Added by Saltjunk | Sun 03 Oct 2010 @ 15:41
It seems that every country and or regions of a particular country all want to take credit for the famous “Clam Chowder.” Going back in history, it would be almost impossible to pin point any country with the first origins of this dish. Chowder or any of a variety of soups featuring salt pork fat, thickened with flour, heavy roux, hard tac (ship biscuit) or saltine crackers and milk, first materialized with the Breton fisherman who migrated south of New England from Newfoundland. So lets begin a new tradition, and call this dish which originated in Newfoundland anyway, “Newfoundland Clam Chowder.” For restaurant owners, you can add the new name to your menus. As described by Wikipedia, Clam chowder is any of several chowders containing clams and broth. Along with the clams, diced potato is common, as are onions, which are occasionally sautéed in the drippings from salt pork or bacon. Celery is frequently used. Other vegetables are uncommon, but small carrot strips might occasionally be added, primarily for color. A garnish of parsley serves the same purpose. Bay leaves are also sometimes used as a garnish and flavouring. It is believed that clams were added to chowder because of their relative ease to collect. Clam chowder is often served in restaurants on Fridays in order to provide a seafood option for those who abstain from meat every Friday, which used to be a requirement for Catholics before liturgical changes in Vatican II, and on Fridays during Lent. Though the period of strict abstinence from meat on Fridays was reduced to Lent, the year-round tradition of serving clam chowder on Fridays remains.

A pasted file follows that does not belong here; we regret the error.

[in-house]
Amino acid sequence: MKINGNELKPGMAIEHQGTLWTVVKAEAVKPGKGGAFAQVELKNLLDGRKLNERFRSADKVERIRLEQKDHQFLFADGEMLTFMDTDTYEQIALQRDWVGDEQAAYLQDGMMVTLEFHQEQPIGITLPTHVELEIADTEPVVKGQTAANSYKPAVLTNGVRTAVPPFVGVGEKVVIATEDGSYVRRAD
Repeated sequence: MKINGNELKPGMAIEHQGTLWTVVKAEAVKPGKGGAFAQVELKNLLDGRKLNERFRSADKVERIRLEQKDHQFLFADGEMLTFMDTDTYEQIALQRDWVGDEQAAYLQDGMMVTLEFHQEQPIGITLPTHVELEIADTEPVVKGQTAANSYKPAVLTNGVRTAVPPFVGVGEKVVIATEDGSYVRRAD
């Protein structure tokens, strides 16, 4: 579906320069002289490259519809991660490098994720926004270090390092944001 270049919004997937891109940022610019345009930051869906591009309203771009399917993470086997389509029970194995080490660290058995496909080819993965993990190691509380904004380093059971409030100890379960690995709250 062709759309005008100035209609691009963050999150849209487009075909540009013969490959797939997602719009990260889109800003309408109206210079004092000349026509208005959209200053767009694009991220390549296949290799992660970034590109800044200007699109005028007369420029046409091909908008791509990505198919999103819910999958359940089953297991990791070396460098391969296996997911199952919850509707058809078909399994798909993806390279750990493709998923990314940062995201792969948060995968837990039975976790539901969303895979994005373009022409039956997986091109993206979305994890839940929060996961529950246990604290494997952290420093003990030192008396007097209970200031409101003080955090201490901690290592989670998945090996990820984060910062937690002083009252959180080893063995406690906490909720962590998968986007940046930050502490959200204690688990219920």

1 bottle clam juice - 10 oz (or water)
1 can clams (drained and save juice)
1 potato (peeled & diced)
1 lg onion (chopped small)
1 celery stick (chopped small)
1 sm carrot (chopped small)
2 garlic cloves (chopped finely – optional)
2 oz flour (4 tbsp flour / ¼ cup flour)
½ cup milk
2 tbsp butter
Pepper & salt to taste
Drain clams, save the juice. Combine bottle clam juice and juice from the can of clams. Bring to a boil. Remove from heat and keep liquid hot until required.
In a saucepan, heat butter over moderate heat. Add onions, garlic, potato, carrot and celery. Sweat vegetables without letting brown. Add the flour and stir to make a roux. Cook the roux for 3-4 minutes, do not let it brown.
Using a wire whisk, slowly stir the clam liquid/juice in the roux. Bring to a boil, stirring to make sure the liquid is smooth. Simmer until vegetables are very tender (approx 20 mins). Stir in the clams and hot milk. Heat gently, do not boil. Season to taste.
If using fresh clams, chop them, and save juice
Ensure vegetables are cut approx the same size
Do not let your vegetables brown, just sweat them
Add a little butter and cream at the end for flavour and thickness